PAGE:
Anaheim voters have overwhelmingly rejected a proposed $25 minimum wage for hotel and event workers in the city.
Take a look at this brutal tally, as of Thursday morning, from the Oct. 3 election:
|No on A||21,550||66.73%|
|Yes on A||10,743||33.27%|
Measure A was placed on the ballot by the Anaheim City Council after Unite Here Local 11, which represents Southern California hotel workers, gathered enough signatures to send it to city leaders.
The initiative would have given Anaheim the highest minimum wage for hospitality workers in the country. Annual pay increases of 3% for hotel and event center employees would be mandatory starting in 2026. Maids who cover more than 3,500 or 4,000 square feet over an eight-hour period would have to be paid double.
The measure was opposed by the city’s entrenched business interests, including the Anaheim Chamber of Commerce and Disney. The “No on Measure A” political action committee, sponsored by The California Hotel & Lodging Association, raised nearly $3.3 million. Unite Here Local 11 raised around $100,000 for the “Yes on Measure A” campaign.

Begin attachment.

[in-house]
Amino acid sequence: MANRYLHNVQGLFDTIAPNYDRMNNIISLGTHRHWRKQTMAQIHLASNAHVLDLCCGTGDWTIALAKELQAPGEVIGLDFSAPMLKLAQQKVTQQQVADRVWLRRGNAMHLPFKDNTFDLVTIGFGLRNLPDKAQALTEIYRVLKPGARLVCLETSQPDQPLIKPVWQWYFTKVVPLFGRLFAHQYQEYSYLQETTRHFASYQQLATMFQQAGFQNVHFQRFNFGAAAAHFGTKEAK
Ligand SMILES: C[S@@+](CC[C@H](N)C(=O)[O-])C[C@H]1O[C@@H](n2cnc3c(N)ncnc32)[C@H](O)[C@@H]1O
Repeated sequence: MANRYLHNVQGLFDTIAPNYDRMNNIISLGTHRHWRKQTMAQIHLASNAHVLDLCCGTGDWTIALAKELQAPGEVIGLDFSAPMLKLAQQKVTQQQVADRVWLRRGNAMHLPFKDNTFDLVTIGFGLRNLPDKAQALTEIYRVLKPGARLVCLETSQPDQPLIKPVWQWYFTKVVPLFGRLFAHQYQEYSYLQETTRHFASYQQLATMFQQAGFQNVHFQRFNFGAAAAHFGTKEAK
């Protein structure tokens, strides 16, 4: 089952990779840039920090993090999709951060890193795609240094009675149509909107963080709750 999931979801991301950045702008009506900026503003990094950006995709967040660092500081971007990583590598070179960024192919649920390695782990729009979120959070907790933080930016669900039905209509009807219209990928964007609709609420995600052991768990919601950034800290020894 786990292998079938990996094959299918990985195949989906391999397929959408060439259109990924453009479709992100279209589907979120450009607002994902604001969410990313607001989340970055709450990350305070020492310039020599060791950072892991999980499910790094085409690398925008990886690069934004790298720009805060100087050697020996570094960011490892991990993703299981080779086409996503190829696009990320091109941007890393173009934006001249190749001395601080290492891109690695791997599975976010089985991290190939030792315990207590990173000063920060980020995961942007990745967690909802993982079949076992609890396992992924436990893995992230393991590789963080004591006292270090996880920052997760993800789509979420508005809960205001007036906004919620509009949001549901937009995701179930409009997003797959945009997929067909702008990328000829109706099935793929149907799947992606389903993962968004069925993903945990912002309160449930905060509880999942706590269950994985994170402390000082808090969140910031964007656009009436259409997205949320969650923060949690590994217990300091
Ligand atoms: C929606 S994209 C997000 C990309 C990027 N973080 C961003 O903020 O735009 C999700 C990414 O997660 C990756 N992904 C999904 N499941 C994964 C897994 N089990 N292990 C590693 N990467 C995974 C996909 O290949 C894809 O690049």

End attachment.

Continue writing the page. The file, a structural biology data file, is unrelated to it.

The special election came amid a sprawling investigation into public corruption in Anaheim. Investigators have painted a picture of a puppet government, almost wholly controlled by Disney and other corporate interests.
The vote also came on the heels of California’s so-called “Hot Labor Summer,” which saw intense union activism and strikes throughout the public and private sectors. A $25 wage for hotel workers is currently under consideration by the Los Angeles City Council. Long Beach residents will vote on a similar measure in March.
Anaheim workers and labor groups had expressed concerns that the special election would suffer from low voter turnout. Those fears seem to have materialized. According to the County Registrar, around 19% of voters showed up.
Orange County will provide the next election update Thursday, Oct. 5 at 4 p.m.